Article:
Clinical Trial

Disease: Alpha 1-Antitrypsin Deficiency, AATD, (NCT06389877)

Disease info:

Alpha-1 antitrypsin deficiency (AATD) is an inherited genetic disorder that is most commonly caused by a G-to-A point mutation in the SERPINA1 gene. This mutation results in the production of insufficient levels of circulating M-AAT protein, which protects the lungs from proteolytic enzymes, and aggregation of misfolded Z-AAT protein in hepatocytes. This leads to lung and liver disease. Individuals with AATD have Z mutations on both alleles, known as the PiZZ genotype.

Augmentation therapy via delivery of functional AAT protein is currently the only treatment option for AATD lung disease and requires weekly intravenous infusions. There are no treatments for AATD liver disease, other than liver transplantation.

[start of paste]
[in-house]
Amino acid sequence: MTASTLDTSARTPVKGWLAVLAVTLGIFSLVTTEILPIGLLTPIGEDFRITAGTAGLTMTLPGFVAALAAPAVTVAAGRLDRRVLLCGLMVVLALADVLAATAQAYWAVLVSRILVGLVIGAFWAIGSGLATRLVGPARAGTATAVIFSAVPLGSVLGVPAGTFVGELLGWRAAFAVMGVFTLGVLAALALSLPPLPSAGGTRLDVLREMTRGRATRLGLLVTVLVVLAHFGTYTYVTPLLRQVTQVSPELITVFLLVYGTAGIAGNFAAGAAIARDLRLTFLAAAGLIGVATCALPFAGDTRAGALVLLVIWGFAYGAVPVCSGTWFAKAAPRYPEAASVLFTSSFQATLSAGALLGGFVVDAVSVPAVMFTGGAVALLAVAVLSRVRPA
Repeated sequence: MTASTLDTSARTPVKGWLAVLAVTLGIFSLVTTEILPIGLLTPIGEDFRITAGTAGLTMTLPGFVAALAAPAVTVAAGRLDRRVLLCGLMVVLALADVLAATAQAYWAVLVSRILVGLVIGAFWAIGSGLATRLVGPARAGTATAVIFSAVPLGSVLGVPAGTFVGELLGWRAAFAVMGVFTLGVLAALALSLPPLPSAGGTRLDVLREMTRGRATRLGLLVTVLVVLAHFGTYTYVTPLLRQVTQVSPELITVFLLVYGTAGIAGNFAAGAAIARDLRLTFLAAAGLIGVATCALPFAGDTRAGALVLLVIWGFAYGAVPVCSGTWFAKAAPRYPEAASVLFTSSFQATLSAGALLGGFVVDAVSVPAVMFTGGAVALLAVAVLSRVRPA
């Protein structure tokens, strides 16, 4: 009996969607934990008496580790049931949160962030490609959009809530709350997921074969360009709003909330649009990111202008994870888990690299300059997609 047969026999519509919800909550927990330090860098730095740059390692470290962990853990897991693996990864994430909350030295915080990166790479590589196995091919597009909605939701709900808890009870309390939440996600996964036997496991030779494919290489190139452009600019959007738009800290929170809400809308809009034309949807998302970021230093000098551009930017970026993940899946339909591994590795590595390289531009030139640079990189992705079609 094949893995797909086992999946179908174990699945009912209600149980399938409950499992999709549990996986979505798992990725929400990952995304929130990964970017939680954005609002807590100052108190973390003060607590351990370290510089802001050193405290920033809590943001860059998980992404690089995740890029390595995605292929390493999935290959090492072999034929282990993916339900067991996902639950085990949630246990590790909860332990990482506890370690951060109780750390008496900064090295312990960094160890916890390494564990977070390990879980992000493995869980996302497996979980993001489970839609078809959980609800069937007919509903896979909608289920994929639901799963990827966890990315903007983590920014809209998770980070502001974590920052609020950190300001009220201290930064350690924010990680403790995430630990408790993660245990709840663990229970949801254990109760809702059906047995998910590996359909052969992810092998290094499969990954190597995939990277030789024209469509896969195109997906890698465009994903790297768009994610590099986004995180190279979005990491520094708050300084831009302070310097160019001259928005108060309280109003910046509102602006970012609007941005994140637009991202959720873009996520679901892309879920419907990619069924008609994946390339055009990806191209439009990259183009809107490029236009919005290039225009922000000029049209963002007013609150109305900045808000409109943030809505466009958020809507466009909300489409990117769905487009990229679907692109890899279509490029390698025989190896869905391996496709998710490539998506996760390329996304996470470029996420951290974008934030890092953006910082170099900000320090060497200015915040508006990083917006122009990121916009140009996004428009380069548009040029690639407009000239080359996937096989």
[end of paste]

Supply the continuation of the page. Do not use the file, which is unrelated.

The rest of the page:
There are approximately 200,000 patients in the United States and Europe who have Z mutations on both alleles.
Official title:
A Phase 1/2 Dose-exploration and Dose-expansion Study to Evaluate the Safety and Efficacy of BEAM-302 in Adult Patients With Alpha-1 Antitrypsin Deficiency (AATD)-Associated Lung Disease and/or Liver Disease


Phone: 857-327-8641



United Kingdom, London
Clinical Study Center, London, United Kingdom

Study start:
May. 1, 2024
106 participants
Gene editing method:
Base editing
Type of edit:
Gene correction
PiZ variant of the SERPINA1 gene
Delivery method:
Lipid-nanoparticle (LNP) - In-vivo
IND Enabling Pre-clinical
Phase I Safety
Phase II Safety and Dosing
Phase III Safety and Efficacy

Status: Not yet recruiting


This is a Phase 1/2, multicenter, open-label, dose-exploration (Phase 1) and dose-expansion (Phase 2) study to evaluate the safety, tolerability, PK/PD, and efficacy of BEAM-302 in adult patients with AATD-associated lung disease and/or liver disease and to determine the optimal biological dose (OBD).

Last updated: May. 13, 2024
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